UK Muslims told in a nationwide sermon that child sex abuse is ‘un-Islamic’

FOLLOWING lengthy jail sentences imposed yesterday on seven Muslim thugs who ran a paedophile ring in Oxford, today worshippers at 500 mosques across the UK heard a sermon in which they were warned to:

Shun evil, wrongdoing and all forms of indecent and immoral behaviour.


Organised by not-for-profit group Together Against Grooming (Tag), it warned of a backlash as a result of cases of sexual grooming involving mainly men of a Pakistani or South Asian background.

But there were rumblings of discontent over the sermon. According to the BBC Sheikh Ibrahim Mogra, an imam at Abu Bakr Mosque in Leicester, said:

People were troubled by us reading the sermon and one man asked me how he could stop it being read. He said ‘it was not our fault this had happened, our religion does not teach us to do these things and we are condemning it’. But as I said to him our only option is to speak out about it.

Monawar Hussain, founder of The Oxford Foundation, which runs educational programmes to promote religious and social harmony, said the sermon was a “fundamental error of judgement” that would play into the hands of far-right groups.

Hussain, imam at Eton College, said:

Our view is that there is no Muslim on the face of this earth that does not already know that child sexual abuse is evil and wicked: this is normal standard teaching in most mosques. There is a terrible danger that far-right groups will point to this and say ‘I told you so’.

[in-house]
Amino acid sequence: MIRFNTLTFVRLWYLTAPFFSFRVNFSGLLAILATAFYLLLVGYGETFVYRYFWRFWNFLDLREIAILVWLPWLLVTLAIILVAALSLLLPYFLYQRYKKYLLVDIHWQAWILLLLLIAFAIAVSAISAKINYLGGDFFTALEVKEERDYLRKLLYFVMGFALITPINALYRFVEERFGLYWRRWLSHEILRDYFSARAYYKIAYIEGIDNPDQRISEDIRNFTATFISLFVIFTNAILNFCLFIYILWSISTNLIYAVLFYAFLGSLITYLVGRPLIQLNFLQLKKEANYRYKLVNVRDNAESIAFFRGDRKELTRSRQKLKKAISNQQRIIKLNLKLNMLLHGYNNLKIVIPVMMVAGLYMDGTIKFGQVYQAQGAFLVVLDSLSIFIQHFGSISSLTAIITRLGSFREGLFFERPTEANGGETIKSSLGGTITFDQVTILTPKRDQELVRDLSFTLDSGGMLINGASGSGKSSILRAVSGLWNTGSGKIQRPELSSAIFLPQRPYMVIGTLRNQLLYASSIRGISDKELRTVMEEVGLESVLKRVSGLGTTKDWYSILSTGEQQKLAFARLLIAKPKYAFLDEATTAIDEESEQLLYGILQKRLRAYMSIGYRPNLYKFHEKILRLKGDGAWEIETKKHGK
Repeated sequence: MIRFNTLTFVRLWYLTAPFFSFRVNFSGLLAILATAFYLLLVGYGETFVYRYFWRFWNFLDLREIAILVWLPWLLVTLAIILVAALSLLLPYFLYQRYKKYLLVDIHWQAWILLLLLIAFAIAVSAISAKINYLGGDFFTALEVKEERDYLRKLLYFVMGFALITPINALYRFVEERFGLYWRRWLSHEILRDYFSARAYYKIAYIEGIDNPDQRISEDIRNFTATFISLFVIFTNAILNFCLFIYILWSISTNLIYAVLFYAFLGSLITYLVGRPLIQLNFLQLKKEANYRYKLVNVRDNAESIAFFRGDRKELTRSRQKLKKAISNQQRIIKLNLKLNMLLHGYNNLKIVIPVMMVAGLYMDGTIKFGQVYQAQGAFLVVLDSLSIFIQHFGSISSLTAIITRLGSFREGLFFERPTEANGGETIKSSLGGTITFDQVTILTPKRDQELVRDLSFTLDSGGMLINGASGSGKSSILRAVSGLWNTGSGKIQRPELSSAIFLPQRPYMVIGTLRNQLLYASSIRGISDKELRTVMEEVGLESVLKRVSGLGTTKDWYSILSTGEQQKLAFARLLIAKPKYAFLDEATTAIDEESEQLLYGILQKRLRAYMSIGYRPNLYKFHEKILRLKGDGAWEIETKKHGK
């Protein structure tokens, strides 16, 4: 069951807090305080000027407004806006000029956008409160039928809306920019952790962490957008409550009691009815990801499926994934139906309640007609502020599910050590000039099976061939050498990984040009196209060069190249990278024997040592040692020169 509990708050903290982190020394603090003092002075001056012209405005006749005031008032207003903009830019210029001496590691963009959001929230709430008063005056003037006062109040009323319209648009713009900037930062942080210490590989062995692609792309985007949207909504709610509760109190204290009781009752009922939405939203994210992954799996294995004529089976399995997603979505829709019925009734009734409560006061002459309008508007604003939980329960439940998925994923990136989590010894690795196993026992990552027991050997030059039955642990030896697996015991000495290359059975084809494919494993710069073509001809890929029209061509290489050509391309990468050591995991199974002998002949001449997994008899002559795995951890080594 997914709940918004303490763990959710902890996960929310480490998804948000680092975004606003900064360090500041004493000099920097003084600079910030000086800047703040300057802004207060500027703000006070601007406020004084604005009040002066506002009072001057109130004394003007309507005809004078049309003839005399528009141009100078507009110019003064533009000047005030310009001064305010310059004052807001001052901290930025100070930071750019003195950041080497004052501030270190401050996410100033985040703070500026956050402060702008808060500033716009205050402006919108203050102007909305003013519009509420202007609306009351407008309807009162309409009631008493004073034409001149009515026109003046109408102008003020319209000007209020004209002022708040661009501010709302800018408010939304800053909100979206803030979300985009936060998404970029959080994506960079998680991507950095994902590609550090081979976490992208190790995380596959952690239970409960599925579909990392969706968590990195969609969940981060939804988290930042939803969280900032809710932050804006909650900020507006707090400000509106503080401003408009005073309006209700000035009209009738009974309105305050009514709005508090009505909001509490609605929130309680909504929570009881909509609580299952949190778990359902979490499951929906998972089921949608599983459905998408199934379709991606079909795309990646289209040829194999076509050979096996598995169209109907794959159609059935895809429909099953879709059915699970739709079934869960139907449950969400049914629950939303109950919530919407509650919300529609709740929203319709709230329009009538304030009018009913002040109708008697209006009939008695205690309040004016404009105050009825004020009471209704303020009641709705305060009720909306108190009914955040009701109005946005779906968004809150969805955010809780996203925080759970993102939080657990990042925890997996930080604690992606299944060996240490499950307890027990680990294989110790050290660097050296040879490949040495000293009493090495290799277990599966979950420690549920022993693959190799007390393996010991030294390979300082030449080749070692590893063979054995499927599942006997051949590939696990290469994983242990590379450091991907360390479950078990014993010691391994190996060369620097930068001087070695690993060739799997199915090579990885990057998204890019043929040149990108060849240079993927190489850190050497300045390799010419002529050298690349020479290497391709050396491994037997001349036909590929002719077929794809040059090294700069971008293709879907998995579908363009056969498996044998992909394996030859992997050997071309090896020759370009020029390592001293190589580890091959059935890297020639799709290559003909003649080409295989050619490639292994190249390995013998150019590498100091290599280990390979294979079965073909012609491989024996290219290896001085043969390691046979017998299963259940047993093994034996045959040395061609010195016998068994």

Sentencing the seven men who abused the girls as part of a gang, Judge Peter Rook said:

These were sexual crimes of the utmost gravity. The depravity was extreme, each victim was groomed, coerced and intimidated.

Judge Rook jailed brothers Akhtar Dogar, 32, and Anjum Dogar, 31, for a minimum of 17 years telling them they had been found guilty of “exceptionally grave crimes”.

Mohammed Karrar was given life with a minimum of 20 years for the 18 “dreadful offences” he committed, including raping a child under 13.

His brother Bassam Karrar, was jailed for life with a minimum of 15 years.

Kamar Jamil, 27, was jailed for life with a minimum term of 12 years. Assad Hussain, 32, and Zeeshan Ahmed, 27, were both jailed for seven years.

The judge said the gang, all of whom were of Pakistani or north African origin, had targeted vulnerable girls, and said on occasions “the depravity was extreme”.

You targeted the young girls because they were vulnerable, underage and out-of-control.

He said each of the six victims had shown “enormous courage” in giving evidence during the trial.

Hat tip: BarrieJohn